A special pension should be paid to those badly injured during the Northern Ireland conflict, the Victims’ Commissioner has said.
Some lost limbs or were paralysed by paramilitary bombings and shootings which ruined their ability to earn a living and save for retirement.
Commissioner Kathryn Stone estimated up to 600 people could benefit and victims believe payments of up to £150 a week should be made.
“We want to ensure that group of people with serious physical injuries have some dignity in their later years and don’t have to worry about having enough money to buy oil to heat their homes and to have proper care as they get older,” Ms Stone said.
According to the WAVE Trauma Centre, the largest victims’ group helping those injured or bereaved by the 30-year conflict, estimates of numbers injured range from 8,383 to 100,000.
A 2012 report for the charity noted deteriorating health and increased dependency due to the combination of ageing and limitations caused by injuries, some severe and traumatic and having long-term effects on all aspects of their lives.
They included blast and gunshot damage, loss of limbs, and loss of hearing and vision. Some suffered embedded shrapnel injuries, which continue to cause pain and distress.
Alex Bunting, 60, is a former taxi driver who lost a leg after an IRA bomb exploded under his vehicle close to Belfast city centre in 1991. He said 500-600 people had suffered the worst and should be compensated.
“I was blown up, I could not carry on with the pension. I am living on £108 a week, which is absolutely unbelievable. I don’t think it is fair that victims like me are put in this position,” he said.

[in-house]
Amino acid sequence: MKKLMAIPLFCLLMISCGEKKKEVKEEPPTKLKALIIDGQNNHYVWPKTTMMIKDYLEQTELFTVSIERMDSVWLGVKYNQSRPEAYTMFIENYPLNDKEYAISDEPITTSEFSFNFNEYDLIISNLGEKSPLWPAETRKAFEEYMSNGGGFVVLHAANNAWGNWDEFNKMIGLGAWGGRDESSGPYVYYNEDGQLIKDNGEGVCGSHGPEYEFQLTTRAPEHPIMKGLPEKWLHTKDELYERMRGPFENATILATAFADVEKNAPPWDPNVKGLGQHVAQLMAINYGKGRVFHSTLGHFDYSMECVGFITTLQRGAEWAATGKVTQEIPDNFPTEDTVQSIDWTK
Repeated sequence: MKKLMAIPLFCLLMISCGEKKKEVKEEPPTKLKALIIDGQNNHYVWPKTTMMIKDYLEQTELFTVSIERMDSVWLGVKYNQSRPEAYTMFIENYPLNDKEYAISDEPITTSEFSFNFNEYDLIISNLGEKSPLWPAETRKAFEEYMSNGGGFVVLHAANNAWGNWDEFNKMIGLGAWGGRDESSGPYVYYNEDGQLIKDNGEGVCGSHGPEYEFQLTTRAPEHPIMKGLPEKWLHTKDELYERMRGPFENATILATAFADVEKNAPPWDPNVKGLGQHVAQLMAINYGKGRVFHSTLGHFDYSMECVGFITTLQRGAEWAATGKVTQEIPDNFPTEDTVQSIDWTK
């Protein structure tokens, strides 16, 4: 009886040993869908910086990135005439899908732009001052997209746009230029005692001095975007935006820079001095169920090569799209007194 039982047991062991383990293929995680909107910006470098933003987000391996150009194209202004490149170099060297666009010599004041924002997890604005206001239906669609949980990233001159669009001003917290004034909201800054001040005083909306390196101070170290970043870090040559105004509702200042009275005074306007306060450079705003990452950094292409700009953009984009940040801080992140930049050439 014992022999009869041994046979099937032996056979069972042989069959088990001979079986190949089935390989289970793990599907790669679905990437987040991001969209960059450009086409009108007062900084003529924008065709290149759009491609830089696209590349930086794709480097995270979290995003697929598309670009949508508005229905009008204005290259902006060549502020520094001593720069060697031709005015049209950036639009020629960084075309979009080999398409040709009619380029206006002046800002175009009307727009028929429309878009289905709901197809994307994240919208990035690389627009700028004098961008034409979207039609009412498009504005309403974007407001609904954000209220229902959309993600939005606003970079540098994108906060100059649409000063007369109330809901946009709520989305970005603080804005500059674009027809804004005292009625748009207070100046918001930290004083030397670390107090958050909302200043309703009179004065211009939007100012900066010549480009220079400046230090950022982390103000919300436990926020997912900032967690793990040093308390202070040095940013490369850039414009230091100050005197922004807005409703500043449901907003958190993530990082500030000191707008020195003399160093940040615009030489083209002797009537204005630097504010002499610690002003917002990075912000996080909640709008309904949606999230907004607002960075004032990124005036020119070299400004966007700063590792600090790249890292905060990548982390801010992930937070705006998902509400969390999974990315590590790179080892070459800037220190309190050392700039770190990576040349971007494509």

“We have no way of earning a pension.”
He added these are victims with no limbs, blinded or paralysed, the most severe injuries.
“I am talking about people who have suffered the most in this society and are suffering every day and every hour of the week, morning, noon and night,” he said.
“My life is hell and it is the same as the rest of the people in my position.”
The WAVE report said injured people lacked access to emotional support, counselling, psychological treatment of trauma symptoms, family support, and care for carers. Problems such as drug and alcohol misuse and weight management issues have largely gone unaddressed.
Despite advances in pain management, injured people and service providers reported that it continues to be an unrecognised and under-resourced service.
Former US diplomat Dr Richard Haass failed to reach agreement on a settlement to issues unresolved from the conflict during cross-party talks in Belfast which ended on New Year’s Eve. But he said there had been a wide measure of consensus that the plight of victims needed to be addressed.
A victims’ service established by the Stormont department headed by Democratic Unionist First Minister Peter Robinson and Sinn Fein Deputy First Minister Martin McGuinness, the Office of the First Minister and Deputy First Minister (OFMDFM), was recently criticised by users and major changes are planned.
The Ulster Unionist Party (UUP) proposed that a regional trauma centre be established on the site of a former prison at the Maze near Belfast but no agreement has been reached.